The data compiled by TheWrap provides some insight into the effects of the “Streaming Wars” as US based streamers and broadcasters emerge from a period of captive audiences during the COVID-19 pandemic.  Analysis indicates which of the mainstream US platforms are most dangerous for emerging scripted Series.  There is no analysis of data from other markets.

For competitors seeking to gain market share, that being the number of subscribers or viewers committing to watch content, the opportunity may be to offer creatives more room to grow the trust and loyalty of audiences.  But the coordination of any content delivery platform across content acquisition and content management must be in sync. 

According to analysis by TheWrap, the most dangerous places for Series in their first season, and for their audience, were Hulu and Showtime.  HBOMax provided the best chance for a new Series to make it to Season two, but not Season three.

Generally, the stability, and security, of Series’ on each platform is a reasonable indication of content acquisition strategy, cost management and leadership in the increasingly important ability to know and understand the customer (whether that be the consuming audience or the advertisers wanting access to them).  Traditionally, the rationale for cancelling a Series is the nexus between the size of the audience and cost of production.  But investment into a Series requires patience. 

Most Series intended for multiple Seasons often take a while to gain audience momentum, but can go on to be both highly lucrative and increasingly costly.  At some point, any expensive Series that generates insufficient audience interest can be financially ruinous.  So the decision to cancel can be overtly and objectively rational. But when audiences are interested, cancellations may indicate other problems.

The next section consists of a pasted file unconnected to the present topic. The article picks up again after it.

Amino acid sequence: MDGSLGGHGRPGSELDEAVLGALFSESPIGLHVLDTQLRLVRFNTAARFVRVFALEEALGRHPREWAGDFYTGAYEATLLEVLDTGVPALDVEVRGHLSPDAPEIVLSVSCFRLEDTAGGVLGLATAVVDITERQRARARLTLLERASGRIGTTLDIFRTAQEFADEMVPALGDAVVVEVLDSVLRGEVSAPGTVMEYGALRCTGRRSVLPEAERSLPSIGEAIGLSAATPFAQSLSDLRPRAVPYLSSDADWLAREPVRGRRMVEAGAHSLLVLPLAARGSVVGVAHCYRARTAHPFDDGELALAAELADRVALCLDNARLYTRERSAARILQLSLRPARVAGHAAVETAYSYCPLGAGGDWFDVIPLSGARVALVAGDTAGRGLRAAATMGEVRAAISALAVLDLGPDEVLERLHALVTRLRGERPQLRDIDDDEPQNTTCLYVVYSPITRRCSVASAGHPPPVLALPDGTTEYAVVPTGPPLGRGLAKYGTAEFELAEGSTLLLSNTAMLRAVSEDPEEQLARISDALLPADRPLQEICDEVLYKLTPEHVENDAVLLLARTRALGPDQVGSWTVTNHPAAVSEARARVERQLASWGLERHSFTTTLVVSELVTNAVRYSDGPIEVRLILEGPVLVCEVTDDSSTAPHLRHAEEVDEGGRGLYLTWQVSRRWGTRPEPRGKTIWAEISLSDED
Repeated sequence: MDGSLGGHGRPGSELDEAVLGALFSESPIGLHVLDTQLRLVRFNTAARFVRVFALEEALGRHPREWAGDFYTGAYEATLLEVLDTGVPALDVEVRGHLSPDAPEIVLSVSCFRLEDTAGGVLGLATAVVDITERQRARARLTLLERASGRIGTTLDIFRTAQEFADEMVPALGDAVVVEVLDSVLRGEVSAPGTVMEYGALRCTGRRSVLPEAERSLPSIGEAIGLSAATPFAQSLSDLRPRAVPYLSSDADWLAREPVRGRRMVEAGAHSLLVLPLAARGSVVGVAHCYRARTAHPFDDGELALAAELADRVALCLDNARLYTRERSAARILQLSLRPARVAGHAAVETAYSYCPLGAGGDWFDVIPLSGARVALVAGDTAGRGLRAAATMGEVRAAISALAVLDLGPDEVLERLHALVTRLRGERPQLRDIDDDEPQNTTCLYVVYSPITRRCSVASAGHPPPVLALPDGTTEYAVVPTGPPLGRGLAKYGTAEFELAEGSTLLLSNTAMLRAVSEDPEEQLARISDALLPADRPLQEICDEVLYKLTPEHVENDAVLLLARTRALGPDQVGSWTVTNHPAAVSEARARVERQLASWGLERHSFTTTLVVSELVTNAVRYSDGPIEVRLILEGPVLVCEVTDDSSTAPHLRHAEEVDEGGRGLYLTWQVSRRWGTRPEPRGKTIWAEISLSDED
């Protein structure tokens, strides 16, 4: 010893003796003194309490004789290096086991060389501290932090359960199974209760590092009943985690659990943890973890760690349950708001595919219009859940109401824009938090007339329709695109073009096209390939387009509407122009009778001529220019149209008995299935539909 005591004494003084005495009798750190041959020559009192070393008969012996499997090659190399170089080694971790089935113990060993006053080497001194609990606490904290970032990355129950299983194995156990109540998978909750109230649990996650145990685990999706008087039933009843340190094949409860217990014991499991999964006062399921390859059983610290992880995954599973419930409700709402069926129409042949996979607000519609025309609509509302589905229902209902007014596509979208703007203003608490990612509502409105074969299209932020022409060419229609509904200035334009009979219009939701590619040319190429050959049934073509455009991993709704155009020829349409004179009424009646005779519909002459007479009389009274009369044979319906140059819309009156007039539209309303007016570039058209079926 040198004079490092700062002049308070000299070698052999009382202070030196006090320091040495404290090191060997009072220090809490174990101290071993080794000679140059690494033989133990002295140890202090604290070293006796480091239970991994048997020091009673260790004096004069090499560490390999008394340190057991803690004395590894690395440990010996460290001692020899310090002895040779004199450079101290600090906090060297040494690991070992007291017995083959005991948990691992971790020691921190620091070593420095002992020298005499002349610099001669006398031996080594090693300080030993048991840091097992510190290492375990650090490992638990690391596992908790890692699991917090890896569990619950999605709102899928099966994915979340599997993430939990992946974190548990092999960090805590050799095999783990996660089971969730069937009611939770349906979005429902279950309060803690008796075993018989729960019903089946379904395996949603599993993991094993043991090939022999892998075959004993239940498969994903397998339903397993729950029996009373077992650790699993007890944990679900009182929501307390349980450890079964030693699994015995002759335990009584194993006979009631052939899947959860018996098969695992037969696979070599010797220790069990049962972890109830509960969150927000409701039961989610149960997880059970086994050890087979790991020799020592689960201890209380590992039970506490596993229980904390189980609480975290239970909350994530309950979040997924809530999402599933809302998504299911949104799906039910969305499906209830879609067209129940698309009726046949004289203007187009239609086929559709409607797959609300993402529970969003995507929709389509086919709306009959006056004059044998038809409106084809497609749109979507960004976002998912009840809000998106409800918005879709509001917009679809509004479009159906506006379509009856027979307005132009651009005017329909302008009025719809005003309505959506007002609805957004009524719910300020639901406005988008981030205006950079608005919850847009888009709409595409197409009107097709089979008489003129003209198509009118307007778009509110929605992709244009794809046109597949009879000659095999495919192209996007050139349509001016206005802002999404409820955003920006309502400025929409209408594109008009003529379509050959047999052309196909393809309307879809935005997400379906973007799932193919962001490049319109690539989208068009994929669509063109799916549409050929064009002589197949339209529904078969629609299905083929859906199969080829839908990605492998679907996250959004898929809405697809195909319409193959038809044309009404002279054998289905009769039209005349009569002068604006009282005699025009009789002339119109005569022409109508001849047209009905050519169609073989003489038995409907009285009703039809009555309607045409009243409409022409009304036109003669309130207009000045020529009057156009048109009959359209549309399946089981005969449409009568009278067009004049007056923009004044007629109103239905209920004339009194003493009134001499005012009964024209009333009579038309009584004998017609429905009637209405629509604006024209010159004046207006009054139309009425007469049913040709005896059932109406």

Added to traditional broadcast and cable television content management strategy are the more opaque metrics generated in concert with recommendation algorithms deployed by nearly all Streaming platforms.  In addition, there are corporate strategy shifts and mergers, which are taking place today at all of the Media Majors.  The resulting changes in management can bring disfavour on the previous regime’s projects and a lack of clarity on everything else. That can cost money already spent or committed to and result in accountants, lawyers and public-relations professionals scrambling for rationale.

These are all foreseeable risks.  What has not been foreseeable to investors or audiences, is the lack of commitment to any Series after so much money is spent producing it.